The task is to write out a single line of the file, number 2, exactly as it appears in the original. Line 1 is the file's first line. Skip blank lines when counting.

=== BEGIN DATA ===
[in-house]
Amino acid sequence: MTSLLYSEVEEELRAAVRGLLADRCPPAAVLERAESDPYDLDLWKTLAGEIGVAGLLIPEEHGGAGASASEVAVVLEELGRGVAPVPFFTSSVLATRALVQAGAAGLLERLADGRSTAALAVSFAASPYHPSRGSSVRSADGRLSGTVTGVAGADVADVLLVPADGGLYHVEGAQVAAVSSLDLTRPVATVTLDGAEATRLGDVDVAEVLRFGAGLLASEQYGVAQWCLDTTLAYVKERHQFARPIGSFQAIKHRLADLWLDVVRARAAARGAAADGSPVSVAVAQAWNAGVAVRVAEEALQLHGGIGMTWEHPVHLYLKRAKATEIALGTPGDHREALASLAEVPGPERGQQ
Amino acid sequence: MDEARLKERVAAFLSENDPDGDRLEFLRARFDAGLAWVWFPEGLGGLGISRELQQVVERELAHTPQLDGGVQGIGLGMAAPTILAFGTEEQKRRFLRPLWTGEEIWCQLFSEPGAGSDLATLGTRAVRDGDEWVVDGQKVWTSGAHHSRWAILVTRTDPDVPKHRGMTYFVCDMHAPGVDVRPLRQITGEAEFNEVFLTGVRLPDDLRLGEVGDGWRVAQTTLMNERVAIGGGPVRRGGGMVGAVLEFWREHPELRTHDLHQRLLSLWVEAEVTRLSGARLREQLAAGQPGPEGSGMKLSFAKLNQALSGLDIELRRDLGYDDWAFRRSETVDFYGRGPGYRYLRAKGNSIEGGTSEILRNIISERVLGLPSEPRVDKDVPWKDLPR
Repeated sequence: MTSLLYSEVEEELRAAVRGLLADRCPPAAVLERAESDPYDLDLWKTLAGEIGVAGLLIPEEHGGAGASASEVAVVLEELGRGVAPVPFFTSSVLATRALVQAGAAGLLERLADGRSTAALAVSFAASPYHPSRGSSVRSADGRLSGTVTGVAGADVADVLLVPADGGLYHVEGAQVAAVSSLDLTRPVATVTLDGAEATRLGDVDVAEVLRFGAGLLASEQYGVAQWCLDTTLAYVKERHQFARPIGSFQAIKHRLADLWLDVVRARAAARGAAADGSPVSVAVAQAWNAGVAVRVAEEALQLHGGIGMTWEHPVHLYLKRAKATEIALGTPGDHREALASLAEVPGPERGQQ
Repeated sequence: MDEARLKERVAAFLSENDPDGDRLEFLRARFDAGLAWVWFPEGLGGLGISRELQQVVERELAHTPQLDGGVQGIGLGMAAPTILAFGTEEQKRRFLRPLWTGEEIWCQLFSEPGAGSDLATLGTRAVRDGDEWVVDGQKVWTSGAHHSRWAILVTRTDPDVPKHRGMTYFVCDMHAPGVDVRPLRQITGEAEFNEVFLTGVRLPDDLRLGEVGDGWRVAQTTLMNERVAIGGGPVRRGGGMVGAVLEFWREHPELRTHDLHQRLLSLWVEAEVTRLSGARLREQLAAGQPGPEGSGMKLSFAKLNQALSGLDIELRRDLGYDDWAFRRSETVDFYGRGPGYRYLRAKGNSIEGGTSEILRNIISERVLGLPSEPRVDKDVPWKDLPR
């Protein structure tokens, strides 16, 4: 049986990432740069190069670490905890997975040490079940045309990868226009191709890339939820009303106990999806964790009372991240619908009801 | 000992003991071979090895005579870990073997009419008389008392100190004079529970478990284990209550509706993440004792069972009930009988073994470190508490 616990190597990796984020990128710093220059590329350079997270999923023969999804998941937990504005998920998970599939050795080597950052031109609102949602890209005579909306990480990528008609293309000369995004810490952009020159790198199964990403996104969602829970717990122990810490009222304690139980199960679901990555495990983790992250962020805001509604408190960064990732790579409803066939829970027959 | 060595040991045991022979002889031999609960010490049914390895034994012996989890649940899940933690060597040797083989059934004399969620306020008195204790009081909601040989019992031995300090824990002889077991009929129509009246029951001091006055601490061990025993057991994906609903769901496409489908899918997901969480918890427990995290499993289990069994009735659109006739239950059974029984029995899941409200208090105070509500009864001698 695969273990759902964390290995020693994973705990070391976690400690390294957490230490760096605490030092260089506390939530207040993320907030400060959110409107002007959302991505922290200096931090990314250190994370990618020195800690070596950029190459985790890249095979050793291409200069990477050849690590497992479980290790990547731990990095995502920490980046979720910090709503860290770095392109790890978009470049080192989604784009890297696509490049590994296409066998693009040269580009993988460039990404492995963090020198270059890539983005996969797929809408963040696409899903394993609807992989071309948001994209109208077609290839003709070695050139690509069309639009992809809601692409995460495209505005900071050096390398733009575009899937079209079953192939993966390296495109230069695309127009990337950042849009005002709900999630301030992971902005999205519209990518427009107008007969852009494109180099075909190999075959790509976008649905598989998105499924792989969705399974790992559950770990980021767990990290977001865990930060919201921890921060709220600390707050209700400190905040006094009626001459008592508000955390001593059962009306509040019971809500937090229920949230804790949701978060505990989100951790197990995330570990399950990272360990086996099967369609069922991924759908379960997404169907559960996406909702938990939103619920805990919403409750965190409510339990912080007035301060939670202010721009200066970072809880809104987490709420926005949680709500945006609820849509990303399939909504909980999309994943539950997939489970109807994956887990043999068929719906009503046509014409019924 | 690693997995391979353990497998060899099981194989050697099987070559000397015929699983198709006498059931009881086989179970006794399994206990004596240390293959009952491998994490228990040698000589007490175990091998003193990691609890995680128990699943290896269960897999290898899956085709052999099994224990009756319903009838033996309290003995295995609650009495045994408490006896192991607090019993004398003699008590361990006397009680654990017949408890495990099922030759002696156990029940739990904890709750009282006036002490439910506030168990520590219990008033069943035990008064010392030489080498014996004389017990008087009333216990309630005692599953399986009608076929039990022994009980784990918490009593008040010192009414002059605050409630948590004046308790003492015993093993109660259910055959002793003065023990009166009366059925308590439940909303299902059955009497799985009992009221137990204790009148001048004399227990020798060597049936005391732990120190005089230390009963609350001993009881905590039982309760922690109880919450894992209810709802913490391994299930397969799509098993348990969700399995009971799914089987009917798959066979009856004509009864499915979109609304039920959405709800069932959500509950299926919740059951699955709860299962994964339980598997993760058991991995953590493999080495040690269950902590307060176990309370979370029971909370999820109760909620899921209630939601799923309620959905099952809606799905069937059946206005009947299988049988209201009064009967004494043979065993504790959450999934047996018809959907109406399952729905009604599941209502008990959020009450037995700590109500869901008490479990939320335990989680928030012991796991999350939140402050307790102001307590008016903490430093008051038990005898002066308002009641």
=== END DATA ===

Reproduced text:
Amino acid sequence: MTSLLYSEVEEELRAAVRGLLADRCPPAAVLERAESDPYDLDLWKTLAGEIGVAGLLIPEEHGGAGASASEVAVVLEELGRGVAPVPFFTSSVLATRALVQAGAAGLLERLADGRSTAALAVSFAASPYHPSRGSSVRSADGRLSGTVTGVAGADVADVLLVPADGGLYHVEGAQVAAVSSLDLTRPVATVTLDGAEATRLGDVDVAEVLRFGAGLLASEQYGVAQWCLDTTLAYVKERHQFARPIGSFQAIKHRLADLWLDVVRARAAARGAAADGSPVSVAVAQAWNAGVAVRVAEEALQLHGGIGMTWEHPVHLYLKRAKATEIALGTPGDHREALASLAEVPGPERGQQ